World

August 21, 2013

F-15SE standing alone in South Korean contest

The Boeing F-15SE Silent Eagle now stands alone as the sole remaining candidate for South Korea’s $7.4 billion F-X Phase 3 fighter aircraft procurement.

Forecast International has long viewed the F-15SE as a very strong contender for the F-X Phase 3 fighter procurement.

South Korea’s Defense Acquisition Program Administration announced that one of the two finalists for the 60-aircraft procurement has been eliminated from the competition.  The agency cited unspecified “flaws found in the bidding documents” as a reason for the elimination.

According to the South Korean press, the F-15SE and the Eurofighter Typhoon were the two finalists for the procurement.  Although DAPA did not reveal the name of the eliminated contender, an official of EADS, a partner in the Eurofighter consortium, later confirmed that the aircraft eliminated from the contest was the Typhoon.

Commonality is a big advantage for the F-15SE, as South Korea acquired 60 F-15Ks under the first two phases of the F-X program.  The F-15K is an earlier version of the F-15E.

The fighter contest had become a two-way competition only a few days prior, when the Lockheed Martin F-35 Joint Strike Fighter was reportedly dropped from consideration because the submitted F-35 price exceeded South Korea’s budget for the program.  It should be noted that, at present, both Lockheed Martin and Eurofighter remain committed to pursuing the F-X contract.

DAPA will now conduct a comprehensive assessment of the program, and announce the results in September.

The F-15SE is a new version of Boeing’s F-15E fighter aircraft.  The SE features conformal weapons bays that enable the aircraft to carry weapons internally.  The conformal weapons bays can be reconfigured into conformal fuel tanks should operational requirements dictate.  The F-15SE also features outward canted vertical tails and enhanced avionics.

 




All of this week's top headlines to your email every Friday.


 
 

 

Headlines November 26, 2014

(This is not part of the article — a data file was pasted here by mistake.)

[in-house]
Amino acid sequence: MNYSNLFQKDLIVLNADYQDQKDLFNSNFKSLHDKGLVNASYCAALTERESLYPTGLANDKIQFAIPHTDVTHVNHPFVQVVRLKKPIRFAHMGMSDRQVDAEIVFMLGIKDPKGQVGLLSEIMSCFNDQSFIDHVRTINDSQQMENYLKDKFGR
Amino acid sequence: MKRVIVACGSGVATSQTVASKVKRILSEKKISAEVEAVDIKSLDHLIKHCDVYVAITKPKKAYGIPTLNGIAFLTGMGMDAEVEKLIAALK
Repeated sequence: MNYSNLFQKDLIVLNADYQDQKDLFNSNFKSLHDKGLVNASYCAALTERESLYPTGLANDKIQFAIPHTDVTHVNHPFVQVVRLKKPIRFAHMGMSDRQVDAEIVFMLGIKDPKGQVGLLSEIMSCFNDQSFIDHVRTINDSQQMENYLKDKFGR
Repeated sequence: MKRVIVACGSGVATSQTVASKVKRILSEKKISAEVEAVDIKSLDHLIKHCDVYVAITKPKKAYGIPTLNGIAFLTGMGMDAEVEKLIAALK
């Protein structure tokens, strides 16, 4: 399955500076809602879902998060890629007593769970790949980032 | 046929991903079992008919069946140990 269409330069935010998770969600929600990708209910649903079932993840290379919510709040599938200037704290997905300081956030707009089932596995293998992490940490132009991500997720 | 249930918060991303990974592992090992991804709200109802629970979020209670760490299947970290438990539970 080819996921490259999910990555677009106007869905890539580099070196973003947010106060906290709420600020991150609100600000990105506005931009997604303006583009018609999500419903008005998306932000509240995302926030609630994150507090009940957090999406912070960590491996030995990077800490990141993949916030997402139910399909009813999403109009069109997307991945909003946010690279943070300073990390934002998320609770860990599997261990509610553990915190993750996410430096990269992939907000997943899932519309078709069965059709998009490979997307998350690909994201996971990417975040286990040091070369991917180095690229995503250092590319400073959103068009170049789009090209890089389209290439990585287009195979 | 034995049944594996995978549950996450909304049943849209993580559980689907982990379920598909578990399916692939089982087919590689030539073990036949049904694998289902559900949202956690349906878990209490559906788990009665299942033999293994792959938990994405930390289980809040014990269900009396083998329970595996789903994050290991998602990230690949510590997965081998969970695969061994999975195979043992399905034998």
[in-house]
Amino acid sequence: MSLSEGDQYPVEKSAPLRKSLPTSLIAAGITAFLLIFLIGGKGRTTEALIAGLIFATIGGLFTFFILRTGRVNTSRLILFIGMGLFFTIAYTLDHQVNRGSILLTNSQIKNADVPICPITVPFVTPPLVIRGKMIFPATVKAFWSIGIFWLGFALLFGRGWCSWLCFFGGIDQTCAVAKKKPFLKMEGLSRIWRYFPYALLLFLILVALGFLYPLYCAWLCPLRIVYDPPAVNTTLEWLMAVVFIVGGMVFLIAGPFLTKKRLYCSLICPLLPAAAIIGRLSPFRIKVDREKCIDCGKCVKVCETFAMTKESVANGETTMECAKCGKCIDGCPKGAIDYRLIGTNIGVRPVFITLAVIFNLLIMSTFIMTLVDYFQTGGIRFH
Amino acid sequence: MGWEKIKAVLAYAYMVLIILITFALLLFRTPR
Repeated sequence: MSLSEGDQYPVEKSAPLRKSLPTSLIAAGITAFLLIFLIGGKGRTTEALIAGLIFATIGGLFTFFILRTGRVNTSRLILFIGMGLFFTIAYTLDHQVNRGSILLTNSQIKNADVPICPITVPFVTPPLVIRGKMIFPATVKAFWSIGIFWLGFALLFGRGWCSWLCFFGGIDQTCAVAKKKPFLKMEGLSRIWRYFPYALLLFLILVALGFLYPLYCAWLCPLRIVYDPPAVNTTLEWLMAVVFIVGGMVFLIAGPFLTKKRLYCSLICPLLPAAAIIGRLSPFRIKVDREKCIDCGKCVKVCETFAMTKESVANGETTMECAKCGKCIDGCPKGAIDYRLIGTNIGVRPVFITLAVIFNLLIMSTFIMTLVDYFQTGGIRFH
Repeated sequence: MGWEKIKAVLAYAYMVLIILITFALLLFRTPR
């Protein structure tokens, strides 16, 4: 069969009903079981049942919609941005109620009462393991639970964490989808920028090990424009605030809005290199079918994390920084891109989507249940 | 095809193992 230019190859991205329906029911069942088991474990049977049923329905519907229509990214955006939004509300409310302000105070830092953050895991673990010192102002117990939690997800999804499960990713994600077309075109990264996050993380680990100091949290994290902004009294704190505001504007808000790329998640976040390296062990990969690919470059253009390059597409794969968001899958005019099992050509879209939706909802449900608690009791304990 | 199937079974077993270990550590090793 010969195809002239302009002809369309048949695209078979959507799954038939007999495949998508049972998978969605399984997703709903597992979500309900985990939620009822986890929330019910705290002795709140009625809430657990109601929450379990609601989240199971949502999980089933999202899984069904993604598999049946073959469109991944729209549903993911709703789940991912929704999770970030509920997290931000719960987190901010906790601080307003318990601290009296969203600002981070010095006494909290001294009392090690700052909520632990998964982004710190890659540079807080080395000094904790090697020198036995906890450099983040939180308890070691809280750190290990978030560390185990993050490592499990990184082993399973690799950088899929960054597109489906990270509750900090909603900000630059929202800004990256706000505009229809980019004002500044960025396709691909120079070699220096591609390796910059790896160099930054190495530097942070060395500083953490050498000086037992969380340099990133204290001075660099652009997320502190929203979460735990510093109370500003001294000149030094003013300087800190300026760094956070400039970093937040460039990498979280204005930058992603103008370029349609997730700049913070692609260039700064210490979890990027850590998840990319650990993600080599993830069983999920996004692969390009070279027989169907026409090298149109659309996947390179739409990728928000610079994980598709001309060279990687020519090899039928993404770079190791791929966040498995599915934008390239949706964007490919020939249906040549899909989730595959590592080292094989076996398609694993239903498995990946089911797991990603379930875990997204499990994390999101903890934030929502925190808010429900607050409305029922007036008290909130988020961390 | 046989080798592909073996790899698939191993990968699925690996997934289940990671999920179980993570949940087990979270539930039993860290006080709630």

News: When Hagel leaves, new SecDef faces big questions about the military’s future - President Obama’s new pick to run the Pentagon will face a dizzying set of challenges affecting the Defense Department’s mission, budget and culture. Who will be the next Secretary of Defense?- Following the Nov. 24 surprise announcement from the White House, the...
 
 

News Briefs November 26, 2014

Navy to decommission two more ships in Puget Sound The Navy recently decommissioned the guided missile frigate USS Ingraham at Everett, Wash. It will be towed to Bremerton and scrapped. The Daily Herald reports the Navy also plans to decommission another ship at the Everett homeport and also one stationed in Bremerton. Naval Station Everett...
 
 

NASA airborne campaigns tackle climate questions from Africa to Arctic

NASA photograph The DC-8 airborne laboratory is one of several NASA aircraft that will fly in support of five new investigations into how different aspects of the interconnected Earth system influence climate change. NASA photograph The DC-8 airborne laboratory is one of several NASA aircraft that will fly in support of five new investigations into...
 

 
Air Force photograph by Rick Goodfriend

16T Pitch Boom reactivated to support wind tunnel tests

Air Force photograph by Rick Goodfriend The Pitch Boom at the AEDC 16-foot transonic wind tunnel (16T) was recently reactivated. This model support system is used in conjunction with a roll mechanism to provide a combined pitch...
 
 

Northrop Grumman supports U.S. Air Force Minuteman missile test launch

Northrop Grumman recently supported the successful flight testing of the U.S. Air Force’s Minuteman III intercontinental ballistic missile weapon system. The operational flight test was conducted as part of the Air Force Global Strike Command’s Force Development Evaluation Program. This program demonstrates and supports assessment of the accuracy, availability and reliability of the...
 
 
army-detector

Scientists turn handheld JCAD into a dual-use chemical, explosives detector

Scientists at the U.S. Army Edgewood Chemical Biological Center at Aberdeen Proving Ground, Md., proved it is possible to teach an old dog new tricks by adding the ability to detect explosive materials to the Joint Chemical Age...
 




0 Comments


Be the first to comment!


Leave a Reply

Your email address will not be published. Required fields are marked *

You may use these HTML tags and attributes: <a href="" title=""> <abbr title=""> <acronym title=""> <b> <blockquote cite=""> <cite> <code> <del datetime=""> <em> <i> <q cite=""> <strike> <strong>